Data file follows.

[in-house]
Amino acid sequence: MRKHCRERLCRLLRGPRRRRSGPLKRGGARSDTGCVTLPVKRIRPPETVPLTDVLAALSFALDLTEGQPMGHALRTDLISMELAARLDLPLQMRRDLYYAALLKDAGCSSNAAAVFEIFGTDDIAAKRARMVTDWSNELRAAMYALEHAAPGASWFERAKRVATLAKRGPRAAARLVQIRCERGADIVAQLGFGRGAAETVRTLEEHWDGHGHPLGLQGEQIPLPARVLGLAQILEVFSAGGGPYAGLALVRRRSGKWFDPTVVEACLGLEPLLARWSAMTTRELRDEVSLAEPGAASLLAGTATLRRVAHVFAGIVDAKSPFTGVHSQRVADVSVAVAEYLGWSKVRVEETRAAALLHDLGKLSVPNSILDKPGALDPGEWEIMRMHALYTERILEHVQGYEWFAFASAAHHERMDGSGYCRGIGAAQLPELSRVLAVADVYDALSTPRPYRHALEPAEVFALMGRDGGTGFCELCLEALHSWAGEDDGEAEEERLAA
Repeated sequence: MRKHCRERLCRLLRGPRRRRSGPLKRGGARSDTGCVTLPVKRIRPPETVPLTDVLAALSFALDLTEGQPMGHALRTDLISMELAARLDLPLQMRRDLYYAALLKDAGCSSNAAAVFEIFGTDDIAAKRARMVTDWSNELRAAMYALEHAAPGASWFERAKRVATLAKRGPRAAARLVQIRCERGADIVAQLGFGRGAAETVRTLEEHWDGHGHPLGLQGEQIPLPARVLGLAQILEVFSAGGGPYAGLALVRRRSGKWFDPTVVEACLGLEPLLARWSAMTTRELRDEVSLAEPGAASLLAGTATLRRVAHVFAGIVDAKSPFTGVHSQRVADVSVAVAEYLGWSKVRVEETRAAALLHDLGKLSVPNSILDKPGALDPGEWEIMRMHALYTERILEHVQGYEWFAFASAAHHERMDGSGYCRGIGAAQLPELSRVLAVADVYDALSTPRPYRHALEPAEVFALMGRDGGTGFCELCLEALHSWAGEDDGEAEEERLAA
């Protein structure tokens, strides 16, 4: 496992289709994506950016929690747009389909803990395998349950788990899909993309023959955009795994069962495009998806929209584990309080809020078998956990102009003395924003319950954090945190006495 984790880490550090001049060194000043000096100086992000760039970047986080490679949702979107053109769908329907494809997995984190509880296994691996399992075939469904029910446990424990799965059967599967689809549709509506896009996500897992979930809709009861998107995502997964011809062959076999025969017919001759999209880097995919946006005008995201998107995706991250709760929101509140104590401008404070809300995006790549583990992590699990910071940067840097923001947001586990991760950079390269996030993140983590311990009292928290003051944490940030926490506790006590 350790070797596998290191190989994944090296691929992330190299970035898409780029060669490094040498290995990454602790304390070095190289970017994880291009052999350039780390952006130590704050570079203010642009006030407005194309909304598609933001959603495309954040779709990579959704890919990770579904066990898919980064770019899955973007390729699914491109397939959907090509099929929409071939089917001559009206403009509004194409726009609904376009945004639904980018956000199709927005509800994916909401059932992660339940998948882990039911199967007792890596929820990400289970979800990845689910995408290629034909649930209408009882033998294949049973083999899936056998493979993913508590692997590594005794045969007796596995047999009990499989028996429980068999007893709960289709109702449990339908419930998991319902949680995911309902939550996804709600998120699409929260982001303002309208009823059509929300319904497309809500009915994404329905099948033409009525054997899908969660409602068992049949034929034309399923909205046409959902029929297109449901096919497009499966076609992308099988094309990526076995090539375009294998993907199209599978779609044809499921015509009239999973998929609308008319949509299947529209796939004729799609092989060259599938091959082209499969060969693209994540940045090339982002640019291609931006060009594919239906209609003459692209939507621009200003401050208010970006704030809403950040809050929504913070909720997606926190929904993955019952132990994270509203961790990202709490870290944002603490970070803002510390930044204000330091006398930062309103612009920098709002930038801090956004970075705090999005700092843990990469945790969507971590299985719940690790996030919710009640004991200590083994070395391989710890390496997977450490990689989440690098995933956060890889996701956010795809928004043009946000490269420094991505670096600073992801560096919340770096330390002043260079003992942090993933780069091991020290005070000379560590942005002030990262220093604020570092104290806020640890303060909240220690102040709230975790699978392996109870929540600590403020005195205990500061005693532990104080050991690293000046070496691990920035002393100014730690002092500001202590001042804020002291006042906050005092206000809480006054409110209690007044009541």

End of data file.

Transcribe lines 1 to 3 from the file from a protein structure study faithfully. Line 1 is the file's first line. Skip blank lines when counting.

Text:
[in-house]
Amino acid sequence: MRKHCRERLCRLLRGPRRRRSGPLKRGGARSDTGCVTLPVKRIRPPETVPLTDVLAALSFALDLTEGQPMGHALRTDLISMELAARLDLPLQMRRDLYYAALLKDAGCSSNAAAVFEIFGTDDIAAKRARMVTDWSNELRAAMYALEHAAPGASWFERAKRVATLAKRGPRAAARLVQIRCERGADIVAQLGFGRGAAETVRTLEEHWDGHGHPLGLQGEQIPLPARVLGLAQILEVFSAGGGPYAGLALVRRRSGKWFDPTVVEACLGLEPLLARWSAMTTRELRDEVSLAEPGAASLLAGTATLRRVAHVFAGIVDAKSPFTGVHSQRVADVSVAVAEYLGWSKVRVEETRAAALLHDLGKLSVPNSILDKPGALDPGEWEIMRMHALYTERILEHVQGYEWFAFASAAHHERMDGSGYCRGIGAAQLPELSRVLAVADVYDALSTPRPYRHALEPAEVFALMGRDGGTGFCELCLEALHSWAGEDDGEAEEERLAA
Repeated sequence: MRKHCRERLCRLLRGPRRRRSGPLKRGGARSDTGCVTLPVKRIRPPETVPLTDVLAALSFALDLTEGQPMGHALRTDLISMELAARLDLPLQMRRDLYYAALLKDAGCSSNAAAVFEIFGTDDIAAKRARMVTDWSNELRAAMYALEHAAPGASWFERAKRVATLAKRGPRAAARLVQIRCERGADIVAQLGFGRGAAETVRTLEEHWDGHGHPLGLQGEQIPLPARVLGLAQILEVFSAGGGPYAGLALVRRRSGKWFDPTVVEACLGLEPLLARWSAMTTRELRDEVSLAEPGAASLLAGTATLRRVAHVFAGIVDAKSPFTGVHSQRVADVSVAVAEYLGWSKVRVEETRAAALLHDLGKLSVPNSILDKPGALDPGEWEIMRMHALYTERILEHVQGYEWFAFASAAHHERMDGSGYCRGIGAAQLPELSRVLAVADVYDALSTPRPYRHALEPAEVFALMGRDGGTGFCELCLEALHSWAGEDDGEAEEERLAA